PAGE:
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Comparison chart[edit]

The equivalence table contains what may be a factual inaccuracy, in that it equates the army "sergeant major" with the navy and air-force warrant officer. However, in the US Army, there is a category of service distinct from the enlisted and commissioned ranks whose members are also classified as warrant officers. This is a separate category of service, and is neither enlisted nor commissioned; A Sergeant Major is a senior non-commissioned officer (i.e. enlisted), not a warrant officer.

Sub Lieutenent is not junior to 1st Lt in the Army[edit]

Dependant on seniority, a SLT is directly equivalent to a 2nd Lt or 1st Lt in the Army. A graduate joining the RN will do so as a SLT and will remain at that rank until being promoted to LT RN, which is directly equivalent to a Captain in the Army. —Preceding unsigned comment added by Chris brokensha (talkcontribs) 15:20, 23 March 2009 (UTC)

  • Regarding the junior status of Sub Lieutenant, I think that was a historical difference which has gone away recently, perhaps in 1993 as the article sort of explains with Acting Sub Lieutenant? Kirk (talk) 16:45, 23 March 2009 (UTC)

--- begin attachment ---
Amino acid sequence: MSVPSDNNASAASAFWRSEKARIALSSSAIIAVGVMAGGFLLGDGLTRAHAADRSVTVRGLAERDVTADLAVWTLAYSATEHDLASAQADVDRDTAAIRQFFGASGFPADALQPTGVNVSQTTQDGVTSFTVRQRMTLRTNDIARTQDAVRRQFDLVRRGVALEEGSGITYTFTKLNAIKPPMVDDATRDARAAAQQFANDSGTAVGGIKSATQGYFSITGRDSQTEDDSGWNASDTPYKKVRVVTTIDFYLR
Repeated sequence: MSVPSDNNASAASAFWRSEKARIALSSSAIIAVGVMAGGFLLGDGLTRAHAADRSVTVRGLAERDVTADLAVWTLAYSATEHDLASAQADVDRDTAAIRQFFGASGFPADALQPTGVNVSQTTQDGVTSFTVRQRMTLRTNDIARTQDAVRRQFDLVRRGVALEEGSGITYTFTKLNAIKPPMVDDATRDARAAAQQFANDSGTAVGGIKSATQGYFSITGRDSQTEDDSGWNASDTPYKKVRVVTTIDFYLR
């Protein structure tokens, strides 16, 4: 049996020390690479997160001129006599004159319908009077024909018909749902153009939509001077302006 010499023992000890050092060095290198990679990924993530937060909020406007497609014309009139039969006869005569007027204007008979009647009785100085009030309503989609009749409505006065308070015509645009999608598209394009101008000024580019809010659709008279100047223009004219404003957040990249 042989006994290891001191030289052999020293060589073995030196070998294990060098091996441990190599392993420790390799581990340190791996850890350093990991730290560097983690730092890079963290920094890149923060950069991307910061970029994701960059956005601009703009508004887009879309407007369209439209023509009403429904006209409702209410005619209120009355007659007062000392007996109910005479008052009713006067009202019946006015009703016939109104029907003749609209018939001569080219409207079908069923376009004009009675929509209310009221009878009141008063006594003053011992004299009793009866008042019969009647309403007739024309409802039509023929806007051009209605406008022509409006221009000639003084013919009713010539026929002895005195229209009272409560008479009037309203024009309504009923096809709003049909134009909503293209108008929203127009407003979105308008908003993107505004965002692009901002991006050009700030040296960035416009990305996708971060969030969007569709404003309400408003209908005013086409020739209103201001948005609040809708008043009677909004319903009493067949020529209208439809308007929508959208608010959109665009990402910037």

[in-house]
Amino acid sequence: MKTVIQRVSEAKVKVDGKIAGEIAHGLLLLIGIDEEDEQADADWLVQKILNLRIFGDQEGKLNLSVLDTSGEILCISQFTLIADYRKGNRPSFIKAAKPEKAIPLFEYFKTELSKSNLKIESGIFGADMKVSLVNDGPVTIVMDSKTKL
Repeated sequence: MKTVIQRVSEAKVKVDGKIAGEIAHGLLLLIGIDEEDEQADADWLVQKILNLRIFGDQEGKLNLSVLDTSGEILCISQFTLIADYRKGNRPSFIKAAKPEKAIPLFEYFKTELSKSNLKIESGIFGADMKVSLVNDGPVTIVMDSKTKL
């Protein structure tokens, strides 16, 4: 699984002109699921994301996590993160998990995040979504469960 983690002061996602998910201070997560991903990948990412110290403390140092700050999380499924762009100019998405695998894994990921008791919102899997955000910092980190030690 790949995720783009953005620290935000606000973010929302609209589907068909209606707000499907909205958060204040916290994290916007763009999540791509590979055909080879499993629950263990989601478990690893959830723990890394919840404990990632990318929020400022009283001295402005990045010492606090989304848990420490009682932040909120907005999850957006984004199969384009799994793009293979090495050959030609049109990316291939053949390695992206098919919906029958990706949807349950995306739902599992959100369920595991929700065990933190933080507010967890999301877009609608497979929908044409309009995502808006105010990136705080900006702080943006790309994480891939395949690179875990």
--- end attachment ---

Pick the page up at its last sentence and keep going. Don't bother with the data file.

Master's Mate comments[edit]

Since it was controversial, I put a reference in for the 'further promotion' comment. I think what Walker meant while both Midshipmen and Master's Mates were warrant officers, Midshipmen were assumed to be Gentlemen and Master's Mates weren't. Master's Mates originally were ordinary seamen, so Midshipmen who decided to choose a lower social station to make more money were basically dropping out of the track for promotion to Lieutenant, although it still could happen. The Social History of the Royal Navy 1793-1815 has a similar story. Midshipmen and Master's Mates shared the same quarters, and could be very young or very old and overlapped until the Navy decided to formalize these roles into ranks in the 1840's.

Also, the large number lieutenants promoted in 1815 were all basically retired, and didn't have an effect on future promotions. Kirk (talk) 18:59, 25 March 2009 (UTC)

Example given in Canada and Australia[edit]

I wonder if anyone has a reference that a SLT is addressed as "Sub Lieutenant" as opposed to "Acting Sub Lieutenant" (When spoken) in the Canadian Armed Forces..? I was always told to use the fully qualified rank when speaking to them...? Dphilp75 (talk) 21:45, 27 October 2010 (UTC)

Move discussion in progress[edit]

There is a move discussion in progress on Talk:Able Seaman (rank) which affects this page. Please participate on that page and not in this talk page section. Thank you. —RM bot 23:52, 29 December 2010 (UTC)

Two articles on the same rank[edit]

Can anyone tell me why there is this article and then there is this article entitled Second Lieutenant? They appear to be the same rank and have same the NATO code. The only difference is this uses a British term and the latter, an American one. (talk) 22:11, 19 March 2013 (UTC)

Other countries, like Argentina and Brazil, use a rank which translated is "Sub-Liuetenant".

-- (talk) 18:53, 2 May 2017 (UTC)